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The Future Role of the Ejido in Rural Mexico

Richard Snyder and Gabriel Torres, editors
ISBN: 978-1-87836-737-2
1998/118 pages
Distributed for the Center for U.S.-Mexican Studies at the University of California, San Diego


This volume explores how recent reforms to Mexico's agrarian legislation changed the ejido's traditional role as the principal economic and political agent in the countryside. Based on field studies in Chiapas, Jalisco, Oaxaca, and Yucatán, the authors demonstrate how variations in historical contexts and local sociocultural conditions have had a major impact on the efficacy of agrarian reforms, and they offer examples of enabling and constraining contexts for government efforts to implement new agrarian policies.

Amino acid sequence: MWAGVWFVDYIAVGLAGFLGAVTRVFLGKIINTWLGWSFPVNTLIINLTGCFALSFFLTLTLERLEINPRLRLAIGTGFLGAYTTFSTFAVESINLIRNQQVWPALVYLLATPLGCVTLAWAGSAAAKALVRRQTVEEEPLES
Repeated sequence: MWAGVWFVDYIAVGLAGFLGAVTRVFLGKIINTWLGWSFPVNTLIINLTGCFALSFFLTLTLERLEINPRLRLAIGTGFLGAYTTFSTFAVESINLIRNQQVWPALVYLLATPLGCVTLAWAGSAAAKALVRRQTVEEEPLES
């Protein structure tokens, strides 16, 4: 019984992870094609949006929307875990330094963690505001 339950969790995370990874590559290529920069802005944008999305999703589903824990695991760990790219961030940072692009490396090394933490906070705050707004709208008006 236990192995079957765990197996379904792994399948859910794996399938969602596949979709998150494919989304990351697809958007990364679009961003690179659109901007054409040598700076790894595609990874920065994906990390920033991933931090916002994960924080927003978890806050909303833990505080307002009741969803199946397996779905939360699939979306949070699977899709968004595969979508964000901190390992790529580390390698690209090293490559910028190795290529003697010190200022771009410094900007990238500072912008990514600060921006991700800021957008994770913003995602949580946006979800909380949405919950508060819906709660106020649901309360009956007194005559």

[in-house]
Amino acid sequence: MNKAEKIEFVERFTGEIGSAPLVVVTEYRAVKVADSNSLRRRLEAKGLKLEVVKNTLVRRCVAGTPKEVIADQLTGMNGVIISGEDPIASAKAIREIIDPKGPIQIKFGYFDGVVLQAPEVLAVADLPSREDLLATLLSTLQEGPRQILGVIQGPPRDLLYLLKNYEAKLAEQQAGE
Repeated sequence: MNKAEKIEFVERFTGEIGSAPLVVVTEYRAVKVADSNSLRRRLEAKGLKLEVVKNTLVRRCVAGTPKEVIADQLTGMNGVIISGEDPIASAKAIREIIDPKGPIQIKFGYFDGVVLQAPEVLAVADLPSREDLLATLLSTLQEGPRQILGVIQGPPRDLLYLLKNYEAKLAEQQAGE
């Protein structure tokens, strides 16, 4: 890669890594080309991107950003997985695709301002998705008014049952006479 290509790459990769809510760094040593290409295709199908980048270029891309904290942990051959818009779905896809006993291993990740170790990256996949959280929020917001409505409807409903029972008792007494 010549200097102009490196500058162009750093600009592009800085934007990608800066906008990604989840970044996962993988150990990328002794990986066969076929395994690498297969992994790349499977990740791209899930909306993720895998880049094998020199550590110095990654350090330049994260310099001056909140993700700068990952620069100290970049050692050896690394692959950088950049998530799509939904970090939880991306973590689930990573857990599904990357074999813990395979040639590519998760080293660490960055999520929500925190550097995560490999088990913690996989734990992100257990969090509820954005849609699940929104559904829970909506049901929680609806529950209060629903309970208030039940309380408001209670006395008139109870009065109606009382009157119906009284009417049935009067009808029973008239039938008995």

These authors' findings challenge our expectations grounded in neoliberal economic theory; free market forces have not destroyed the ejido. Instead, the ejido's role has been redefined and sometimes strengthened in intriguing and often unexpected ways.


  • Introduction: The Changing Role of the Ejido—Richard Snyder.
  • The Cultural and Political Dynamics of Agrarian Reform in Oaxaca and Chiapas—Lynn Stephen.
  • PROCEDE: Gateway to Modernization of the Ejido? The Case of Yucatán—Othón Baños Ramírez.
  • Illegality and Economic Viability on the Post-Modern Frontier: Marqués de Comillas, Chiapas—Neil Harvey.
  • The Agave War: Toward an Agenda for the Post-NAFTA Ejido—Gabriel Torres.
  • Campesinos, the State, and Agrarian Organization in the Isthmus of Tehuantepec—Yanga Villagómez, Hugo Santos Gómez, and Gloria Zafra.